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Dog Assistance in Disability achieves re-accreditation
Dog A.I.D provides assistance dog training to people over 15 years old with physical disabilities.
Organisation will remain a member of Assistance Dogs International for a further five years. 

Assistance dog charity, Dog Assistance in Disability (Dog A.I.D) has achieved re-accreditation by Assistance Dogs International (ADI) for maintaining high standards of excellence in all areas of assistance dog acquisition, training and partnership.

A review conducted by a trained ADI assessor over two to four days found that the charity, which relies solely on voluntary income, met ADI's Standards of Practice. It means that Dog A.I.D will remain a member programme of the ADI - the leading authority in the dog assistance industry - for a further five years.

Dog A.I.D. chair Sandra Fraser comments: “We are delighted to receive re-accreditation for a further five years from ADI. We have been evaluated on program management, administration, facilities and community activities with gold seal achievement. Full credit goes to our staff, volunteers, clients and dogs for maintaining the highest of standards and dedication to make this possible”.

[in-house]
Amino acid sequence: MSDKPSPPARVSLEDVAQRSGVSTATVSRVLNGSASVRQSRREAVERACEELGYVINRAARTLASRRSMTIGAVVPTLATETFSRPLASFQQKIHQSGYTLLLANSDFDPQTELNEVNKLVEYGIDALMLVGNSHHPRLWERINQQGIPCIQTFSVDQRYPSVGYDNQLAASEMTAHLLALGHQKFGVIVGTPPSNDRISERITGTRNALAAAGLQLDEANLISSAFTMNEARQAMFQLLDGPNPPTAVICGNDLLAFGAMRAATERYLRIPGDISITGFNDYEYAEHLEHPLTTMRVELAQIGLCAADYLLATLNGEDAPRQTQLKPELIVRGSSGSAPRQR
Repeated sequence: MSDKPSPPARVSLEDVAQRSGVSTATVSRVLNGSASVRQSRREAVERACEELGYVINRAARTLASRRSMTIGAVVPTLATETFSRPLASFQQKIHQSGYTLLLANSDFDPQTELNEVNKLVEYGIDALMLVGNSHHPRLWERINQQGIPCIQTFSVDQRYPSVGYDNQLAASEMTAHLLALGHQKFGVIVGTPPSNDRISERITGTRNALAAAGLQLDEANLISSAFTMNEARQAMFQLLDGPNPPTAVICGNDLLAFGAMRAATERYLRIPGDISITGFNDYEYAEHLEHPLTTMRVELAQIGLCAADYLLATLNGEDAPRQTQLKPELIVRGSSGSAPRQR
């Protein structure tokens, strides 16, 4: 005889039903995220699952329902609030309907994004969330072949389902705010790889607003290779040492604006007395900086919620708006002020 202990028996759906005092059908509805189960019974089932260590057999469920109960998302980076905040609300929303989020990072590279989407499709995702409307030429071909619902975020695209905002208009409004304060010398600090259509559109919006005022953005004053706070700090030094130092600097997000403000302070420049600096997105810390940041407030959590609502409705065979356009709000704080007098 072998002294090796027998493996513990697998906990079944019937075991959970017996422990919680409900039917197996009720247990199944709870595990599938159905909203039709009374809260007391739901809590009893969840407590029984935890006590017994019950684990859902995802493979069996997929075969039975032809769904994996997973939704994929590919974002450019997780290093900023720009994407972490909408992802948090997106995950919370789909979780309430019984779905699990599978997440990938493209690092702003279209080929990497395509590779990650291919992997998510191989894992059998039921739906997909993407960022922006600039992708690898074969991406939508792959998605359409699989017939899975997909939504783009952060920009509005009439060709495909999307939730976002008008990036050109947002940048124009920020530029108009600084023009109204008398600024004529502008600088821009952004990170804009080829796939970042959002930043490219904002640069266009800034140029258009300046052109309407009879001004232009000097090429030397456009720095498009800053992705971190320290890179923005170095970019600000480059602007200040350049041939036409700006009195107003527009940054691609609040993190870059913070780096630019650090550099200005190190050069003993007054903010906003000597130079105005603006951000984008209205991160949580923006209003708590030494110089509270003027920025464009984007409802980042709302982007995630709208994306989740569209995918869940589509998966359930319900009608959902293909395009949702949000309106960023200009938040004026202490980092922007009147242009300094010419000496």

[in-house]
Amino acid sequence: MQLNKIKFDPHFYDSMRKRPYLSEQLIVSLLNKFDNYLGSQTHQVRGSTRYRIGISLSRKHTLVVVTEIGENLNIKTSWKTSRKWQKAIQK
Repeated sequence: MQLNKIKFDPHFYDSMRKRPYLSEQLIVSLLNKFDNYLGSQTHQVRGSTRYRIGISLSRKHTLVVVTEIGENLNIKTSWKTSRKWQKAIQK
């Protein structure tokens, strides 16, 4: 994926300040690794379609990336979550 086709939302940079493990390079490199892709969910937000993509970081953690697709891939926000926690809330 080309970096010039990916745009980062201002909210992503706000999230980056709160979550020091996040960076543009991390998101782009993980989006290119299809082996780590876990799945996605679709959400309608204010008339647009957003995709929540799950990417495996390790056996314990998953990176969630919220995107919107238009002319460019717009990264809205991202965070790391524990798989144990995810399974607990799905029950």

Based in Shropshire, Dog A.I.D provides assistance dog training to people over 15 years old with physical disabilities up to Assistance Dog standard where suitable. Where Dog A.I.D. differs from most assistance dog charities, is that the dogs they work with belong to the clients.

The organisation operates throughout the UK and currently has 117 fully qualified assistance dogs, with a further 121 in training. Once trained, the new assistance dogs provide vital, life-changing support to their owners, from emptying the washing machine and finding the telephone, to turning on the lights.

ADI is a worldwide coalition of non-profit organisations that raise, train and place assistance dogs. There are currently 133 ADI accredited service dog programmes throughout the world. 

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Defra extends applications to Zoo Animals Fund

News Story 1
 Defra has extended the deadline for applications for the 100 Million Zoo Animals Fund until 26 February 2021.

Launched in June 2020, the fund provides financial support for zoos and aquariums that have experienced a drop in income caused by the coronavirus pandemic. Grants of up to 730,000 are available, which can be used to pay for essential costs and maintenance, including veterinary care, medicines, animal feed and staffing.

More information about the fund and details of how to apply can be found here

Click here for more...
News Shorts
APHA confirms eighth case of highly pathogenic avian influenza in England

The Animal & Plant Health Agency (APHA) has identified an eighth case of highly pathogenic avian influenza (HPAI) H5N8 in poultry in England.

Confirmed on Tuesday (15 December), the outbreak was found in captive birds and poultry at a premises near Willington, South Derbyshire. A 3km Protection Zone and a 10km Surveillance Zone have been placed around the infected premises to limit the risk of the disease spreading.

Further information about the outbreaks and the latest government advice can be found at